Quotes That World Leaders Wanted Suppressed Are Now Billboards in Google Street View

Reporters Without Borders Sweden gives voice to silenced journalists

Photoshopped images, uploaded to Streetview, feature quotes such as this from an editor blocked on Twitter by Donald Trump. Reporters Without Borders Sweden
Headshot of David Griner

The Swedish branch of global advocacy group Reporters Without Borders has been planting digital Easter eggs around the world, and they might come as quite a shock to those who stumble across them.

Working with Stockholm-based agency Åkestam Holst, the organization has been altering billboards in Google Street View so that they feature quotes critical of world leaders. They call the project “Billboards Beyond Borders.”

In some cases, the comments came from journalists who’ve been jailed or even executed for speaking out. In others—such as the altered Times Square billboard shown above—the context is a bit less severe (the quoted journalist, judicial affairs editor Rebecca Buckwalter-Poza, writes for the liberal-leaning Daily Kos and was blocked on Twitter by President Donald Trump for this tweet).

The stunt works by uploading Photoshopped spherical images into Google Maps, replacing the real Street View with a slightly (but noticeably) altered version.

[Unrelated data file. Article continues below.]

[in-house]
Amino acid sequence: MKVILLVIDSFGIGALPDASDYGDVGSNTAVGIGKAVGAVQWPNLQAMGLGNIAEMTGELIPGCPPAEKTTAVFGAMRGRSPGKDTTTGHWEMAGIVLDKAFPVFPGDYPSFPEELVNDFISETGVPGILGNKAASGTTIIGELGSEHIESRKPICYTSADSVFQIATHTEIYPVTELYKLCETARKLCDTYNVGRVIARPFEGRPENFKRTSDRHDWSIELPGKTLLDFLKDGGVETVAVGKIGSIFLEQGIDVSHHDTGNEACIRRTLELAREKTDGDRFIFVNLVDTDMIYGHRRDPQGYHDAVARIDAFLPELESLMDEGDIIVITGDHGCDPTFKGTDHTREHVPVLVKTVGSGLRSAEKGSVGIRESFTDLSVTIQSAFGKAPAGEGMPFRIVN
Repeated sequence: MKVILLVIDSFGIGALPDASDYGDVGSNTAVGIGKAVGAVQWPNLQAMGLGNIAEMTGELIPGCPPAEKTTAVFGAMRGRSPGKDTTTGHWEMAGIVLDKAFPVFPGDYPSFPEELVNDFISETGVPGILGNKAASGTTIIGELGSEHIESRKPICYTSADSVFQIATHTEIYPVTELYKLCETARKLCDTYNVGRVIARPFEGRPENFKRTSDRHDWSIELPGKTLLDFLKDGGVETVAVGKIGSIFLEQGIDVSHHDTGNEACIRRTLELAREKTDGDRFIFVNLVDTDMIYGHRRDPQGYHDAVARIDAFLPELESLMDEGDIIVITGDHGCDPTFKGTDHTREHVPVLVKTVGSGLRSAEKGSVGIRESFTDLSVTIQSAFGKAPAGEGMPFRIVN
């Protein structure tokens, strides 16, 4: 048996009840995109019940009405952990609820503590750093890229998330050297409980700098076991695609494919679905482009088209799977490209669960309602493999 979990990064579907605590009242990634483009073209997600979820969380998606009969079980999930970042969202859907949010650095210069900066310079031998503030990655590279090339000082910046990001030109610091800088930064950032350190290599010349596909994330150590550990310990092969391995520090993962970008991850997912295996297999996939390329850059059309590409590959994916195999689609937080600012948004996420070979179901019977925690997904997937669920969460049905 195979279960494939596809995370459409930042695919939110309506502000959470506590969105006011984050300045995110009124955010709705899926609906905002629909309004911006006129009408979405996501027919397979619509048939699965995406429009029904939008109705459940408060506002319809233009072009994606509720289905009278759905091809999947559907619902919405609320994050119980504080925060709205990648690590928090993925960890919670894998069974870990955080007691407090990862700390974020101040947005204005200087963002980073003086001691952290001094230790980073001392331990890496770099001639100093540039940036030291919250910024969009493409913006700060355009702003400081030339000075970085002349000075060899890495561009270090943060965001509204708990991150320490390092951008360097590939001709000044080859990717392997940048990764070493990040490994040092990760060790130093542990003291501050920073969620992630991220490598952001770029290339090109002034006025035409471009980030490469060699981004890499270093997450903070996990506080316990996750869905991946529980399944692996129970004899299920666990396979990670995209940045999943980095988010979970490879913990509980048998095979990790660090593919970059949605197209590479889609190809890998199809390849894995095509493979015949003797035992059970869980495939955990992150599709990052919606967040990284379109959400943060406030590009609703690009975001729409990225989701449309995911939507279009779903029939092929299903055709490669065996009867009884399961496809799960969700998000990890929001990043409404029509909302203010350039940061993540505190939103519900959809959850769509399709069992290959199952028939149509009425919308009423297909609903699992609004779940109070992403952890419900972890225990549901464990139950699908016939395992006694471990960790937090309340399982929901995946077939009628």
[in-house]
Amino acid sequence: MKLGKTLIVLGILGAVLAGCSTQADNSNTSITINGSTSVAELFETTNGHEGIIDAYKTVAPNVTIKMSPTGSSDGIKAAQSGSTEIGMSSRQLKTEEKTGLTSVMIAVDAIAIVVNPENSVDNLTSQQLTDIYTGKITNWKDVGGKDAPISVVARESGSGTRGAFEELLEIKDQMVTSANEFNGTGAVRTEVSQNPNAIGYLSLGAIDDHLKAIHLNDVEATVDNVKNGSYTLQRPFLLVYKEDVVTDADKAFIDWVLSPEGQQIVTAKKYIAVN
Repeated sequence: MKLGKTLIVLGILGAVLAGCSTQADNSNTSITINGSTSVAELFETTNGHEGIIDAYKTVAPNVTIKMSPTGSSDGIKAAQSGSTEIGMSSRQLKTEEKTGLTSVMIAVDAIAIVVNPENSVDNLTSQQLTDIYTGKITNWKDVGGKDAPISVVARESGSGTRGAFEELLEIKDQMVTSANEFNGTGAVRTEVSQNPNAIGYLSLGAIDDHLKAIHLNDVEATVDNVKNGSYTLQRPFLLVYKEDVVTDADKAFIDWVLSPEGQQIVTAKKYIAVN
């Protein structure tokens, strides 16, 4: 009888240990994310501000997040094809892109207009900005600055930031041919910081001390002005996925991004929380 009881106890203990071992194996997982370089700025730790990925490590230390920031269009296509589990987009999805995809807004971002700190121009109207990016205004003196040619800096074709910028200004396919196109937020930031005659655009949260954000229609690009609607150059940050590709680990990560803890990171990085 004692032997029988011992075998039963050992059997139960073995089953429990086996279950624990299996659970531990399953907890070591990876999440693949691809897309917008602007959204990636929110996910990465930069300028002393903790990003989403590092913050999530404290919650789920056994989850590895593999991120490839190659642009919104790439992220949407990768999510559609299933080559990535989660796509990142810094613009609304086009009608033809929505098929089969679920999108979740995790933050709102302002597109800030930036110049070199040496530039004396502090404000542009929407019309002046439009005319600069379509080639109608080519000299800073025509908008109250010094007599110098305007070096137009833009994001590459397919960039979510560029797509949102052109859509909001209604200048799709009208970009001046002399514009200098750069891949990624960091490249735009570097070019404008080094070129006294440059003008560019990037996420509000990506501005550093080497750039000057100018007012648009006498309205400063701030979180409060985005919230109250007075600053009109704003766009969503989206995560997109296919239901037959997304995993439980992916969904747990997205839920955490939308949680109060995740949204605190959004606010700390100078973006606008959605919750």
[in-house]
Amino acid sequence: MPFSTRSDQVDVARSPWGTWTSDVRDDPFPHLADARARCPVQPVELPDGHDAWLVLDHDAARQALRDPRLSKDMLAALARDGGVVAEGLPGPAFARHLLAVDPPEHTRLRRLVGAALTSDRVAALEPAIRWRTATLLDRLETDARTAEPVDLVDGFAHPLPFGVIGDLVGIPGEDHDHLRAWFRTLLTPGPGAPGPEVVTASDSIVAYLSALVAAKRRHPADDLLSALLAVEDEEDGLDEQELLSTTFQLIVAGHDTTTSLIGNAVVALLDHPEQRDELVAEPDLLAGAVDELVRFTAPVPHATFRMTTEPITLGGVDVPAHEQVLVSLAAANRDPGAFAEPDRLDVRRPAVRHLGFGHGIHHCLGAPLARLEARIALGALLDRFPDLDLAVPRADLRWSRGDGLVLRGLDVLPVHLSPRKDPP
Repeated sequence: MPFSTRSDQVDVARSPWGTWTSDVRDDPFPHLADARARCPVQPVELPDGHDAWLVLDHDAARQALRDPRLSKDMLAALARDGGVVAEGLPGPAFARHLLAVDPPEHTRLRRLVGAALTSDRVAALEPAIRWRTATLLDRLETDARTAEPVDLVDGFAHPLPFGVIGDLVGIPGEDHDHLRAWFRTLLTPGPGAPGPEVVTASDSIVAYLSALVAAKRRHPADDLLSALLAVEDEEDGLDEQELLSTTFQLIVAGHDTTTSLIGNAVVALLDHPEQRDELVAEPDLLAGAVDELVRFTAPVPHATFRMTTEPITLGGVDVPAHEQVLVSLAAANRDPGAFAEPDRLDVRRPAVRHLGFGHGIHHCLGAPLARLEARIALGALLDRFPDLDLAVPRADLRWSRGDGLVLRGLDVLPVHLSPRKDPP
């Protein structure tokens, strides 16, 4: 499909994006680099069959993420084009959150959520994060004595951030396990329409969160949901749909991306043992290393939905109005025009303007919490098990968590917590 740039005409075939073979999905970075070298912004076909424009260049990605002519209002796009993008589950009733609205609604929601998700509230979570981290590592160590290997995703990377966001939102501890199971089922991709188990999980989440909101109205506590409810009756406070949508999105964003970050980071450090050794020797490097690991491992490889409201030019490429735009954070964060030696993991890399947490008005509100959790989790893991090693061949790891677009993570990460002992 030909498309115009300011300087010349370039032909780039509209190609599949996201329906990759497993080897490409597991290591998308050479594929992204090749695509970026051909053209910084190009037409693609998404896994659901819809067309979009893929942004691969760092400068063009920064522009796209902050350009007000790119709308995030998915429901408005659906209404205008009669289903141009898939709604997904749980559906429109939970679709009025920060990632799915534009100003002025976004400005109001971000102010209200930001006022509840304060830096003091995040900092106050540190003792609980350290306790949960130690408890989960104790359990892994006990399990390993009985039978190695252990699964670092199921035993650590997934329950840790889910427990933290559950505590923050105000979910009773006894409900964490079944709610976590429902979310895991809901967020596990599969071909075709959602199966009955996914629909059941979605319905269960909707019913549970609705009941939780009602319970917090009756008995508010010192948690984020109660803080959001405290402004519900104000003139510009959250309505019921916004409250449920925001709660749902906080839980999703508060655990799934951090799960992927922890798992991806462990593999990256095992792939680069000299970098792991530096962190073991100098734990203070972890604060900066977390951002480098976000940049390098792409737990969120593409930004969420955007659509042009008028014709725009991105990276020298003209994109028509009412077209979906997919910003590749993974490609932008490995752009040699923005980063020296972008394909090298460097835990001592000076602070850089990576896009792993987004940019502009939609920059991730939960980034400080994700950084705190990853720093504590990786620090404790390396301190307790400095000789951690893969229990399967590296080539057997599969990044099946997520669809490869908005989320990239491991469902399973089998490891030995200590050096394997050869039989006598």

Moscow, Russia

If you’re wondering if this is against Google’s rules—well yes, yes it is.

“Contributions must be based on real experiences and information,” Google says in its Maps Photo Policy. “Deliberately fake content, copied or stolen photos, off-topic reviews, defamatory language, personal attacks, and unnecessary or incorrect content are all in violation of our policy.”

So while the images are definitely visible for now, you probably shouldn’t expect them to stick around long.

For the Swedish nonprofit, the goal isn’t permanence so much as awareness.

“We want to acknowledge the journalists who have been silenced and republish their messages,” says Jonathan Lundqvist, president of Reporters Without Borders Sweden. “No regimes should get away with threatening, censoring or arresting any members of the press. Now the messages are back where they belong: in meter-high letters in public places in the center of the countries ruled by censorship. The freedom of the press and freedom of speech should not be stoppable.”

Bangkok, Thailand
Istanbul, Turkey
Bangalore, India
Harare, Zimbabwe
St. Julian's, Malta


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@griner david.griner@adweek.com David Griner is creative and innovation editor at Adweek and host of Adweek's podcast, "Yeah, That's Probably an Ad."